Over time, stuff gets located where it is demanded. So cities might not empty overnight, but over time, new restaurants would be built way out in Montana where land is cheap and where you can visit for free in zero time.
Uri Bram: Ahaha this is great. Obviously what I'm aiming for here is an analogy to the actual world of work in the next ten years. Zoom lets us teleport, in some limited sense, (fairly) costlessly and (fairly) instantaneously. Does the teleport idea have any relevance? Are there better analogies for what remote technologies will do to our patterns of living and working?
(I would happily read any sci-fi novel by you where the protagonist is a swanky restaurateur in Montana)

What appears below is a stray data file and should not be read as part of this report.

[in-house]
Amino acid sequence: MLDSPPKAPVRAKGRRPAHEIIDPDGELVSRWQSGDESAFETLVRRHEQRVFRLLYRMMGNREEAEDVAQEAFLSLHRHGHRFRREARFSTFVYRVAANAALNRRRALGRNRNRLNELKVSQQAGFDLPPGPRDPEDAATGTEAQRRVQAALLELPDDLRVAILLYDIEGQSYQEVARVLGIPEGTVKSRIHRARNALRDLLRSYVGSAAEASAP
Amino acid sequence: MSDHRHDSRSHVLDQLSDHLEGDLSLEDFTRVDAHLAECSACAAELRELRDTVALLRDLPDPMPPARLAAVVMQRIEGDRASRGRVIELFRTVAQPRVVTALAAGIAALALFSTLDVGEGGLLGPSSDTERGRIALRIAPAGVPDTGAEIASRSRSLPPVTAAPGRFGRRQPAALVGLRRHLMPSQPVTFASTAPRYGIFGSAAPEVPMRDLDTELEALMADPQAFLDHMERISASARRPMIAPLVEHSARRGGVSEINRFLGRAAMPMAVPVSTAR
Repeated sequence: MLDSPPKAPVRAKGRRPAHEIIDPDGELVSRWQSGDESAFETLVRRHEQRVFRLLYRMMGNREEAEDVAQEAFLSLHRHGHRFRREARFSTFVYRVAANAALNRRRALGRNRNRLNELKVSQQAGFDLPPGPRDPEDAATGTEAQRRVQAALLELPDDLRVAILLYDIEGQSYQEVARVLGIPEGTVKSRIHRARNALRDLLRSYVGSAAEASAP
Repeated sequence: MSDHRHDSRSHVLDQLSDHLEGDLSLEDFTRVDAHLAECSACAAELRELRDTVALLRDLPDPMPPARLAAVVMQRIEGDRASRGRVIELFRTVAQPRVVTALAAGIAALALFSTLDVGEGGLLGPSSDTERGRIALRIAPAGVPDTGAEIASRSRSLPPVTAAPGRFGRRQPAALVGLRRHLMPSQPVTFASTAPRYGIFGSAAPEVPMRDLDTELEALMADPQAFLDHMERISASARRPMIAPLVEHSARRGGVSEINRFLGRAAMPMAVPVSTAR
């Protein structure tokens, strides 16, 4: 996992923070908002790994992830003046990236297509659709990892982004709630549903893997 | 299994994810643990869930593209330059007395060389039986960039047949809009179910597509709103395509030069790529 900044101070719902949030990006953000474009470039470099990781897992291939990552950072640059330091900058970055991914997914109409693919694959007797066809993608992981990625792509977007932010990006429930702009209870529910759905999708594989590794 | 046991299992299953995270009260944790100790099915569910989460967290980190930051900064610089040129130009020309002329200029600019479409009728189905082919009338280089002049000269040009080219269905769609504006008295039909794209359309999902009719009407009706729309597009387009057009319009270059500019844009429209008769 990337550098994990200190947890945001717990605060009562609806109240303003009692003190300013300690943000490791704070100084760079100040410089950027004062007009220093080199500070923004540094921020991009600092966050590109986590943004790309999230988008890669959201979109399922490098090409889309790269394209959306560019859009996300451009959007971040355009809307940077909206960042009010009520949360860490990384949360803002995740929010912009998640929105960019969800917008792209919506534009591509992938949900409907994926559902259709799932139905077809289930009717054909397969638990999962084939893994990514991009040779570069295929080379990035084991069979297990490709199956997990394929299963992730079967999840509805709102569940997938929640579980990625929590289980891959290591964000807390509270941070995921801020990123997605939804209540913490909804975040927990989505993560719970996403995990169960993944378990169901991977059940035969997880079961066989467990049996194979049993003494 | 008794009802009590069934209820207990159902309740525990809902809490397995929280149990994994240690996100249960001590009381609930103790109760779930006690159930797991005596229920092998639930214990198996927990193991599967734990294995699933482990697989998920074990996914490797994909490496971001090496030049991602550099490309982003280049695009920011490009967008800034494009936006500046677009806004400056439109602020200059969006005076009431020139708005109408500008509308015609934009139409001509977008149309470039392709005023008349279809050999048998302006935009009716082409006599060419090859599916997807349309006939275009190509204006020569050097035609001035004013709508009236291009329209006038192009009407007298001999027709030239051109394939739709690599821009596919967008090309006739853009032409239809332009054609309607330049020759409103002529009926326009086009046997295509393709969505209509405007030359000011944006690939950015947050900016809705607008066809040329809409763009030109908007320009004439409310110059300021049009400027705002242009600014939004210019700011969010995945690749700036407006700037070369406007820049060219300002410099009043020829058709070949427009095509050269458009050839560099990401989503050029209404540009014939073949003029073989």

Adam Ozimek: Zoom is a bit like teleporting. And with VR that might be increasingly true. To go back to the original question but focus my answer on this more directly, I think cities do have value for the clustering of amenities and also for the clustering of work that needs to be done in person. Zoom allows us to talk and interact and share digital whiteboards, but you can't hold a screwdriver while I turn a wrench on the same engine over Zoom.
Nor can you zoom into a restaurant and get much pleasure from staring at food on your computer screen. Indeed, the continued existence of concerts so long after high quality concert videos have been available suggests that a variety of amenities have visceral qualities that digital is not a substitute for.
Uri Bram: I have to say I (long ago) read the econ literature about clustering and concatenation, but I didn't entirely understand it, or at least it hasn't stuck.